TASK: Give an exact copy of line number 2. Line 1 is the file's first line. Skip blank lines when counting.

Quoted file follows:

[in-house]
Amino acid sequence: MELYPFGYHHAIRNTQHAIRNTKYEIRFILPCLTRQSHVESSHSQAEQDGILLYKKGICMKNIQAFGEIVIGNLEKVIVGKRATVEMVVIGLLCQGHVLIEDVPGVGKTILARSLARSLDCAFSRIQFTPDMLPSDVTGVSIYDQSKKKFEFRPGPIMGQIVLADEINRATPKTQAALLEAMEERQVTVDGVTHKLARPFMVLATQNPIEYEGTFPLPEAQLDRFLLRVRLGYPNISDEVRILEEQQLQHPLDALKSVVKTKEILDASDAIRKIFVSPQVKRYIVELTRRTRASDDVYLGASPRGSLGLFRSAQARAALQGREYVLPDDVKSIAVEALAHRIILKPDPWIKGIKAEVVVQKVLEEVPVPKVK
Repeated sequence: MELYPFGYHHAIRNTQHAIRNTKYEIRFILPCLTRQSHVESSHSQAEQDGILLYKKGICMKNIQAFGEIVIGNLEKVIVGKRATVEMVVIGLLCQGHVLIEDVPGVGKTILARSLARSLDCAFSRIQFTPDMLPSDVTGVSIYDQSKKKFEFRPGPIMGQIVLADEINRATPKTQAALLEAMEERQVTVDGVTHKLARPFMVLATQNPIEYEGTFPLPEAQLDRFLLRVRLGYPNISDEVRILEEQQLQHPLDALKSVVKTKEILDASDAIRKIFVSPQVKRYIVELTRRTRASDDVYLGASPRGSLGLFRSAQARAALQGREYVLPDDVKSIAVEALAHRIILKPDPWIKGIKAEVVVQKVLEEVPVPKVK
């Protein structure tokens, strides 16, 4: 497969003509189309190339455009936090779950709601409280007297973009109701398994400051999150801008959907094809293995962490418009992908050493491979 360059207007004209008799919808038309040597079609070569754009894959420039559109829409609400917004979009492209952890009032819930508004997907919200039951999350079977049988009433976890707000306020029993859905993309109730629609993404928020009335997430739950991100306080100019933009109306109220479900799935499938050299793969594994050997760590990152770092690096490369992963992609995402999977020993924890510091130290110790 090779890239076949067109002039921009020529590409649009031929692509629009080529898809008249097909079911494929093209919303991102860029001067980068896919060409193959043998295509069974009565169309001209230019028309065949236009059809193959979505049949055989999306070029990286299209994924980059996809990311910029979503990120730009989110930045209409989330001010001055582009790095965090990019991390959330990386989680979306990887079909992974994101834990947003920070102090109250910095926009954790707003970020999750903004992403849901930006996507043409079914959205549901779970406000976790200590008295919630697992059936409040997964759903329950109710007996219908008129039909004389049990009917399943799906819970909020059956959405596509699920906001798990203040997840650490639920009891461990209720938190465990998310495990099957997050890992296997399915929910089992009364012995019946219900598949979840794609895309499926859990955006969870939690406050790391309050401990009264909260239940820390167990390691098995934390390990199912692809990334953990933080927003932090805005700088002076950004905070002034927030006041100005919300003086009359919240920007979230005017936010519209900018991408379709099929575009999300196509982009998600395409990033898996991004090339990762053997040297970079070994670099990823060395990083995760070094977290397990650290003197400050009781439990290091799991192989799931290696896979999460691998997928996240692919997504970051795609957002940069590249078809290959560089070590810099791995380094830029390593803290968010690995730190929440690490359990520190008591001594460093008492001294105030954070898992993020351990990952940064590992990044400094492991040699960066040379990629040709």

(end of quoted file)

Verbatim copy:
Amino acid sequence: MELYPFGYHHAIRNTQHAIRNTKYEIRFILPCLTRQSHVESSHSQAEQDGILLYKKGICMKNIQAFGEIVIGNLEKVIVGKRATVEMVVIGLLCQGHVLIEDVPGVGKTILARSLARSLDCAFSRIQFTPDMLPSDVTGVSIYDQSKKKFEFRPGPIMGQIVLADEINRATPKTQAALLEAMEERQVTVDGVTHKLARPFMVLATQNPIEYEGTFPLPEAQLDRFLLRVRLGYPNISDEVRILEEQQLQHPLDALKSVVKTKEILDASDAIRKIFVSPQVKRYIVELTRRTRASDDVYLGASPRGSLGLFRSAQARAALQGREYVLPDDVKSIAVEALAHRIILKPDPWIKGIKAEVVVQKVLEEVPVPKVK